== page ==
How to Create Core Values that Make a Difference

August 4, 2012

Most companies that reflect upon and create core values for their organization do it once, create a plaque, and post it on the wall to be forgotten. One company that does it well is Zappos. There are several things I admire about what they do.

I love how they created values that are statements rather than just words. Many times I see that companies have values such as integrity, respect, and responsibility which are a great start. Take a look at Zappos’ values.

  1. Deliver WOW Through Service
  2. Embrace and Drive Change
  3. Create Fun and A Little Weirdness
  4. Be Adventurous, Creative, and Open-Minded
  5. Pursue Growth and Learning
  6. Build Open and Honest Relationships With Communication
  7. Build a Positive Team and Family Spirit
  8. Do More With Less
  9. Be Passionate and Determined
  10. Be Humble

Notice how they begin with a verb and give more direction than just a noun. In our work with clients and the research that was done in the book, Tribal Leadership: Leveraging Natural Groups to Build a Thriving Organization, we found that Stage Four tribes had clear core values that provided a decision making framework. This is a lot easier and more effective than rule books and policies.


Tribal Leadership: Because Culture Eats Strategy for Breakfast

June 28, 2012

Triads Work: Starbucks Grew to $1B in Sales in 5 Years

June 26, 2012

Triads really do work. The key is getting three people to work together seamlessly. Starbucks succeeded with this because Howard Schultz, the founder, was able to give up his stage three need to control and surround himself and trust his Stage Four triad.

Howard Schultz writes in Pour Your Heart Into It: How Starbucks Built a Company One Cup at a Time (Hyperion 1999),

“Howard and Orin were both older than I was, by about ten years. Both took pay cuts to come to Starbucks but joined because they understood the passion and the potential and they believed their stock options would one day become valuable. To a lot of entrepreneurs, hiring more seasoned executives can be threatening, and actually delegating power to them is even more so. In my own case, I have to admit, it wasn’t easy. My identity had quickly become so closely tied up with that of Starbucks that any suggestion for change made me feel as if I had failed in some aspect of my job. Inside my head, it was a constant battle, and I had to keep reminding myself: These people bring something I don’t have. They will make Starbucks far better than I could alone.

Both Howard and Orin brought not only skills and experience but also attitudes and values that were different than mine. What I found, as we worked together year after year, was that Starbucks was enriched and broadened by their leadership. If I had let my ego or my fears prevent them from doing their jobs, we could never have matured into a sustainable company with strong, people-oriented values.” (p154-55)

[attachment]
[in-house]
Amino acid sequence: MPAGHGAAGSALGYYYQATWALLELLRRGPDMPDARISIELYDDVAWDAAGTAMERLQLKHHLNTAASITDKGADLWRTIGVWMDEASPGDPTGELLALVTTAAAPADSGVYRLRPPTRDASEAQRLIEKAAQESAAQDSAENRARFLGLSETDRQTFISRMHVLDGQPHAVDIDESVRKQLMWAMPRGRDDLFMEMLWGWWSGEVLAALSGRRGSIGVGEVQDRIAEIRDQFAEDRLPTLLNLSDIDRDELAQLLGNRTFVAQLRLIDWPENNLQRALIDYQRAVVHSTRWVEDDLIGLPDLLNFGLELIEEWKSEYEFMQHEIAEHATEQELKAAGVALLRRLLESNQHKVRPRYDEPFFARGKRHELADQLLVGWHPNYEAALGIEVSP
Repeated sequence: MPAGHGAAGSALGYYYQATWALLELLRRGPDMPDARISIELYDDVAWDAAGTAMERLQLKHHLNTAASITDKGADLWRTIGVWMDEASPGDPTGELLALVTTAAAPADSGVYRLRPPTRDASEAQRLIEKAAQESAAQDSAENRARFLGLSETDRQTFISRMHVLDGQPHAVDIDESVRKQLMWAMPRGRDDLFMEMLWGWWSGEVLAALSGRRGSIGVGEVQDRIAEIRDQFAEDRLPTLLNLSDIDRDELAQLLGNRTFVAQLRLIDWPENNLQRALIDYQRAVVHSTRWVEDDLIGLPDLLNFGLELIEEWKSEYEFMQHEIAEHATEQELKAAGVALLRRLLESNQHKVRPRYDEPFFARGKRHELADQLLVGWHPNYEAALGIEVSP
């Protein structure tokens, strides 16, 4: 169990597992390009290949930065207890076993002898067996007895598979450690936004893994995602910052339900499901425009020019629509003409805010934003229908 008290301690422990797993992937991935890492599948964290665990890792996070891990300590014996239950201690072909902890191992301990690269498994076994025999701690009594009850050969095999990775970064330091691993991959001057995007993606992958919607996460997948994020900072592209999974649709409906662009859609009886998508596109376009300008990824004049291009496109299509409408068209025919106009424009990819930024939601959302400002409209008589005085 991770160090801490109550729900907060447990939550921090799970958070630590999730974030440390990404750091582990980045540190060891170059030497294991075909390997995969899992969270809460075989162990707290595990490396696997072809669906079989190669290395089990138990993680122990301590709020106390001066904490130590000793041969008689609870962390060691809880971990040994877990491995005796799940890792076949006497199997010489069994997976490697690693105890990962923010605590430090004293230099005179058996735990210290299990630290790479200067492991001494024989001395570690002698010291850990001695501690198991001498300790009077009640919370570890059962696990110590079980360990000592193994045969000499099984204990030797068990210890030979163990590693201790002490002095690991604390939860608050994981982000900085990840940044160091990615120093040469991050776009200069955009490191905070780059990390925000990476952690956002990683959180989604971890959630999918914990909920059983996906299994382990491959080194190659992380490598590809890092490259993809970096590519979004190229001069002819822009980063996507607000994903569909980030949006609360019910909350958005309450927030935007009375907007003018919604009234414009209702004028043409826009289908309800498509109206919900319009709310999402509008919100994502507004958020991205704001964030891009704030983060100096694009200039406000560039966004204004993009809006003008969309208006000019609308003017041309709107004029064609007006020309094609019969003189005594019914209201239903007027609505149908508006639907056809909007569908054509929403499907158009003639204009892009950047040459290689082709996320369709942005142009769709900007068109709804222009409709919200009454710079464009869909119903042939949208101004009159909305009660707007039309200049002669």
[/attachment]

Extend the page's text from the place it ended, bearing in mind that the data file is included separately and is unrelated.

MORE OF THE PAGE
By 1990, I had assembled a management team that worked together so tightly and synergistically that people called us “H2O” for Howard, Howard, and Orin. We stood for the vision, the soul, and the fiscal responsibility. In many respects, Howard and Orin are polar opposites, but each of us has provided an essential ingredient to Starbucks’ success.” (p 155-156)


Tribal Leadership Stage 3 is all about Me!

March 17, 2012

The book, Tribal Leadership: Leveraging Natural Groups to Build a Thriving Organization, is the result of a 10 year study of over 24,000 people. Authors Dave Logan, John King, and Halee Fischer-Wright recognized strategies failed 70 percent of the time. In their inquiry as to why this occurred, they discovered Peter Duckers’ statement that “culture eats strategy for breakfast” was true. A big reason is what we call Stage Three culture–49% of corporate America.

A recent participant in a two day Tribal Leadership Training sent me this video of Brian Regan as a perfect example of Stage Three behavior. At Stage Three, the language you hear is “I,  me,  my” and the background conversation that is oozing out is “I’m GREAT!” (and you’re not.)

This four minute video is hilarious!


CEOs, Executives: Do You Think Leadership is a Calling?

March 3, 2012


We do.

If you are an executive, business owner, or entrepreneur who is striving to achieve high performance, accomplishing bigger goals, and improving the bottom line, we invite you to apply for the new Tribal Leadership Executive program. This program is limited to 30 qualified executives, and will be led Tribal Leadership co-author Dave Logan and myself.

The benefits include learning:

  1. How to reinvent yourself as an executive leader, using the latest thinking, research, and tools. Most executives are not effective leaders. You’ll see why and how you can and must do better. Techniques that make the miracle stories of modern corporations — Apple, Google, etc. These techniques aren’t simple, but they are learnable.
  2. The steps for creating a collaborative, transparent culture that is stable at Stage Four for substantial increases in productivity and profits.